The Latest on the Summer Olympics in Rio de Janeiro
The Latest on the Summer Olympics in Rio de Janeiro
Two days before the opening ceremony of the Rio de Janeiro Olympics, the sporting action has begun in the spiritual home of soccer with Brazil's national sport being played.
A women's soccer game between Sweden and South Africa started in front of a sparse crowd at the Olympic Stadium in Rio de Janeiro.
But the venue should be fuller when host Brazil, led by Marta, plays China later on Wednesday.
Kevin Durant can count one Olympic title before the Rio Games begin — he's the highest paid athlete competing in Rio
The NBA superstar topped a list from Forbes released Wednesday of the athletes with the most earnings between June 2015 and June 2016. Durant earned $56.2 million during that period. He played for Oklahoma City last season, then signed with the Golden State Warriors as a free agent this offseason.
The list tallied both total earnings and salary or prize money.
Three of the top five athletes on the list are tennis players: Novak Djokovic, Rafael Nadal and Kei Nishikori. Durant is one of four basketball players in the top 10, including Carmelo Anthony, Kyrie Irving and Paul George.
Usain Bolt, at No. 6 with $32.5 million, is the only athlete in the top 10 known mainly for Olympic accomplishments.
The U.S. men's and women's basketball teams arrived in Rio de Janeiro Wednesday to compete at the Olympic games.
The men's team was taken to the Port of Rio, where the players boarded a cruise ship, Silver Cloud, their home for the duration of the Olympics.
The new president of the 2018 Winter Olympics in Pyeongchang says: "I assure you our preparations are firmly on track."
Lee Hee-beom took over the top spot in May — the second leadership change in two years — and told IOC members attending a general assembly meeting that a high-speed train line to serve the resort was on schedule and would be completed in June of 2017.
The head of the coordination commission for the Korean games, Gunilla Lindberg, says $615 million in sponsorships had been lined up, 81 percent of the revenue goal. She said the sponsorships would reach 90 percent of the goal by the end of the year.
Both IOC president Thomas Bach and Lindberg each praised Lee as a "high-energy" leader who would boost preparations.
Lindberg said recent changes at the top "hopefully will help us overcome the remaining hurdles."
Rio de Janeiro Mayor Eduardo Paes carried the Olympic torch on Wednesday after an evening of protests forced a change in the path of the torch relay in the neighboring cities of Sao Goncalo and Niteroi.
Paes received the flame from former sailor and Olympic medalist Lars Grael.
On Tuesday a protest involving 50 people stopped the relay in Sao Goncalo, one of the poorest cities of greater Rio.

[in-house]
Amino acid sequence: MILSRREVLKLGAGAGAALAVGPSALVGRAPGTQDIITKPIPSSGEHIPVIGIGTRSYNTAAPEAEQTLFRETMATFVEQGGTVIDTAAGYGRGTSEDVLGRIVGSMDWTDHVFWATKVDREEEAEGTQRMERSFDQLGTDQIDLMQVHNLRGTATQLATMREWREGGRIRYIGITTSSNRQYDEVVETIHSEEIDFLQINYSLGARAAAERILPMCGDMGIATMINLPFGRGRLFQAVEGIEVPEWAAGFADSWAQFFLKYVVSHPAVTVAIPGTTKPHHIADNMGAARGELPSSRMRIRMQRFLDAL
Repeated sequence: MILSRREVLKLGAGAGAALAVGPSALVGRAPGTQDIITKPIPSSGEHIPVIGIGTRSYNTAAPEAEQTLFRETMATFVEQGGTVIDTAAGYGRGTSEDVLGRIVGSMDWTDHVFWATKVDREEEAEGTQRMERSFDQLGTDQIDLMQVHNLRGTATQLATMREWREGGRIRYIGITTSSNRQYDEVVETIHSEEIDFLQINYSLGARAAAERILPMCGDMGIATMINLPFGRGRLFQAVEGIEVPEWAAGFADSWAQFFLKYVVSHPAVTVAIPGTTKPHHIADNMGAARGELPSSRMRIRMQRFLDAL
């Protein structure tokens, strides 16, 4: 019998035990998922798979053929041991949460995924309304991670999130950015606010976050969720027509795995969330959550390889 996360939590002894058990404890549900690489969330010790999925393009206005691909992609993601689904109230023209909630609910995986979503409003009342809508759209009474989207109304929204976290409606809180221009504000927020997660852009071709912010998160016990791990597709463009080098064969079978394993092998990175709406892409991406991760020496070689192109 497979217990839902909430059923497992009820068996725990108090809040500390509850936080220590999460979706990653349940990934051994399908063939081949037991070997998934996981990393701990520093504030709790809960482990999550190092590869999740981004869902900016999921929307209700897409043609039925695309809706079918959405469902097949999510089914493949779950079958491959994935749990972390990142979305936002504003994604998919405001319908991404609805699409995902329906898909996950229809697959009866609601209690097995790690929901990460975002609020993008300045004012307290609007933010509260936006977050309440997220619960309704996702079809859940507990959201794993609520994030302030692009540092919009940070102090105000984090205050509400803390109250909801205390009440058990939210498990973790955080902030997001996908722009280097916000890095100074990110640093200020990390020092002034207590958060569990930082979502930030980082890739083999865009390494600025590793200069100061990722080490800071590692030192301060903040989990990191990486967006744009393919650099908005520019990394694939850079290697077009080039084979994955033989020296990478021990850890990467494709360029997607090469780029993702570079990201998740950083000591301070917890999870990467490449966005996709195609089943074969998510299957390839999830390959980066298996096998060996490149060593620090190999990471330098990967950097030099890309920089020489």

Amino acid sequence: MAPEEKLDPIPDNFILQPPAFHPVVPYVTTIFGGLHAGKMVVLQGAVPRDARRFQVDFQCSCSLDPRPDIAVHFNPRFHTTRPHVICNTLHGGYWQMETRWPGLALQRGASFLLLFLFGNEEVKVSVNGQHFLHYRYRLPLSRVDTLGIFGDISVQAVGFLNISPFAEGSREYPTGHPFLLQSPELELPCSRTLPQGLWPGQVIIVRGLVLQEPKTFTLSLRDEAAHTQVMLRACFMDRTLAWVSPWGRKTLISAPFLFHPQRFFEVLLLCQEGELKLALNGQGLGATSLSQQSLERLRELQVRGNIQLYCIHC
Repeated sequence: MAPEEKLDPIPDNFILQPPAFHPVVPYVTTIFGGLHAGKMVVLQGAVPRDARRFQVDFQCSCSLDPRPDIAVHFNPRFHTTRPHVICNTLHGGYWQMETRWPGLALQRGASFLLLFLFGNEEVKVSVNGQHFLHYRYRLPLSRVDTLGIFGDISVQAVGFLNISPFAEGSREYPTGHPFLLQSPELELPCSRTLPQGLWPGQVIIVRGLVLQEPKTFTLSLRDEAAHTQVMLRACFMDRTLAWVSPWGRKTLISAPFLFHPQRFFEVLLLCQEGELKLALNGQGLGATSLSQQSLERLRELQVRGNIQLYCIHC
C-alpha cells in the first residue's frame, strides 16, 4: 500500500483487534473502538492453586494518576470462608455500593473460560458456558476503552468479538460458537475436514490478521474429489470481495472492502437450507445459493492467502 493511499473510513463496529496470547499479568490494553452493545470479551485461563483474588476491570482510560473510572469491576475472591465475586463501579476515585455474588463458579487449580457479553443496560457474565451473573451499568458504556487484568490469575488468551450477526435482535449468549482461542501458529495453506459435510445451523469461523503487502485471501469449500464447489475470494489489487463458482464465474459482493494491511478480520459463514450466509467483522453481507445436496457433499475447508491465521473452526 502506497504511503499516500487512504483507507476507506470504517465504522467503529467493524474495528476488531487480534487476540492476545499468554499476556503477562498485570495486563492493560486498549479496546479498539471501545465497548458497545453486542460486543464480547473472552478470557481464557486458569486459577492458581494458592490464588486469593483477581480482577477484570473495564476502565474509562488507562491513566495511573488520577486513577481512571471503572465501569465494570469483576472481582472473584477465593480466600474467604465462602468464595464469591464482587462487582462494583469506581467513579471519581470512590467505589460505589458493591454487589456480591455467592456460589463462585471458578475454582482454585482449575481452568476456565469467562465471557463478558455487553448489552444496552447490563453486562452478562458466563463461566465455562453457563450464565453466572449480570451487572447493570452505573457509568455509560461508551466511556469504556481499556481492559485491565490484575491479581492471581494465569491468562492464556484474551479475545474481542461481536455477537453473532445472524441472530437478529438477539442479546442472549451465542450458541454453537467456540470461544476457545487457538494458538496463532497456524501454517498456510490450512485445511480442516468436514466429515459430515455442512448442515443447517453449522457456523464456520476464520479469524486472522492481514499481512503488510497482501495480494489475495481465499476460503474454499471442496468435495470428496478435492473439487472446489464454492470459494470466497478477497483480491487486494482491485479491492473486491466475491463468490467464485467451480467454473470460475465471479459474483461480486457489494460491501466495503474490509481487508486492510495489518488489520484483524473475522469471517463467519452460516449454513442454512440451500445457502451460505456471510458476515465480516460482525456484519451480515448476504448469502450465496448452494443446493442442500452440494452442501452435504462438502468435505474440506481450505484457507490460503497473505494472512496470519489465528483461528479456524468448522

The protesters were demanding improvements in education and healthcare. The same happened later in Niteroi.
Venus and Serena Williams have arrived in Rio de Janeiro.
The two-time defending Olympic women's doubles gold medalists got their accreditations processed after flying in Wednesday morning. The sisters have a combined eight golds between them, four apiece. Each has a singles gold, and they teamed up for doubles gold in 2000, 2008 and 2012.
Serena had a Harry Potter book with her for her flight. Venus tried to stifle a few yawns, and there was no fanfare even for superstars like them.
After being processed, the sisters headed off to get their luggage — just like everyone else.
The Olympic flame hitched a ride on a tour boat to finally reach Rio de Janeiro.
The relay from Greece to Brazil reached its final city on Wednesday with plenty of fanfare and much more to come. Sailors, journalists and even viewers live on Periscope watched the flame arrive in the Olympic host city from Niteroi, just across a short channel leading into Guanabara Bay.
The flame will make its way to Maracana Stadium for the opening ceremony on Friday. The relay began with a ceremonial lighting in Ancient Olympia, Greece, on April 21.
The most decorated athlete in Olympic history will carry the United States flag during the opening ceremony for the Rio Games.
Michael Phelps was selected in a vote by members of the U.S. Olympic team. The decision was announced Wednesday morning.
Phelps was a logical choice heading into his fifth Summer Games. He has won 18 golds and 22 medals overall, far more than any other athlete.
Phelps skipped the opening ceremony at the last three Olympics to rest up for the grueling 400-meter individual medley, which is held the next day.
But with that event no longer a part of his program, Phelps is available to carry the flag in Friday night's ceremony at the Maracana.
Phelps says he is "humbled by the significance of carrying the flag and all that it stands for."
The International Olympic Committee says it expects total revenue to reach $5.6 billion for the four-year period ending in 2016.
That's an increase from $5.2 billion during the previous period between 2009 and 2012.
The IOC's income has climbed steadily since 2000. The total revenue for 2001-2004 was $3 billion, and it increased to $3.9 billion for 2005-2008.
The IOC also reported reserves of $874 million, money that is set aside to keep the IOC running in the event the games cannot be held.
Pope Francis says he hopes the Olympic Games in Rio de Janeiro will inspire athletes and spectators alike to pursue solidarity.
He told pilgrims Wednesday at his weekly audience at the Vatican that the world is "thirsty for peace, tolerance and reconciliation."
He is hoping the games, which begin later this week, can inspire everyone to pursue a prize that is "not a medal but something more precious — achieving a civilization in which solidarity reigns, founded on the recognition that we are all members of one human family."
A delegation from Brazil at the audience cheered when his remarks in Italian were translated into Portuguese.